Engage with community members. Now it’s time to get back out into the neighborhood and ask your questions. Get creative, get offline and make sure people have a way not only to answer your questions but also to get in touch. We’ve had success with public signs bearing questions and a New Orleans phone number people can text message or call.
Create content. The questions, comments and experiences you hear from your community are a great source of reporting ideas. Use community feedback to identify new leads or new angles on trending issues — or ones lacking media attention — and produce items for your outlet that speak to the concerns and questions you’re hearing.
Keep the conversation going. Stay in touch with your citizen networks. Make it a priority to provide them with information on the topics they said mattered most. Providing feedback is a key step to building trust and sustaining a conversation. The community needs to see that their contributions are utilized.
Follow up with your most active participants. Get coffee with them and establish their interest in being an ongoing source. They can help you expand your project and alert you to important things happening in the community.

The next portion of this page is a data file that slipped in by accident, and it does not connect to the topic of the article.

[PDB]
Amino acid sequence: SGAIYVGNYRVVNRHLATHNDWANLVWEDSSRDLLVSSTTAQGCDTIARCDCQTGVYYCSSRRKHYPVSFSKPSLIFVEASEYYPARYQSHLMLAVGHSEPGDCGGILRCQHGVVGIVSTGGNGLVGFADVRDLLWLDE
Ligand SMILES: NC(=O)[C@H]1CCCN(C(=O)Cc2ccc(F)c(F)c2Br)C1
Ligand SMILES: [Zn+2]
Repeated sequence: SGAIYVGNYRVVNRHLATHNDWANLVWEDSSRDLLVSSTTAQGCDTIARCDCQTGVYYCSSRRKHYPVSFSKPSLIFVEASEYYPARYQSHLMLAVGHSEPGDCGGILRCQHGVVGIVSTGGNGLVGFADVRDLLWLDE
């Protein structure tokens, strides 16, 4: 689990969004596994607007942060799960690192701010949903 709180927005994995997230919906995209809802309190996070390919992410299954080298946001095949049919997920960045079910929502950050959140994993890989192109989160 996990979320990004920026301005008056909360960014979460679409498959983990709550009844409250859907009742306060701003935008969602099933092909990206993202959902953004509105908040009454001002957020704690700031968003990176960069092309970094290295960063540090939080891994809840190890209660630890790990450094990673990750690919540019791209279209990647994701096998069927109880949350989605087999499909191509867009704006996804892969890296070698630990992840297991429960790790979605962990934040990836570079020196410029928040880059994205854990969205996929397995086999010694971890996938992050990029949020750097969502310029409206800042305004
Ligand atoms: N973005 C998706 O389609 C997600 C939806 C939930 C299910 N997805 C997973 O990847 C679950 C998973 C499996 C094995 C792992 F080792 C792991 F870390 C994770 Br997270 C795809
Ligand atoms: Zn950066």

Be patient. Community engagement doesn’t happen overnight. It takes relationship building, trust, consistency and time. Not everything is going to work, so don’t be afraid to experiment and try new ways to get information out to your community.
Jesse Hardman is a reporter and media developer based in Los Angeles. Hardman works with Internews, an international media development organization, to manage The Listening Post Collective, a network of community engagement media projects around the United States.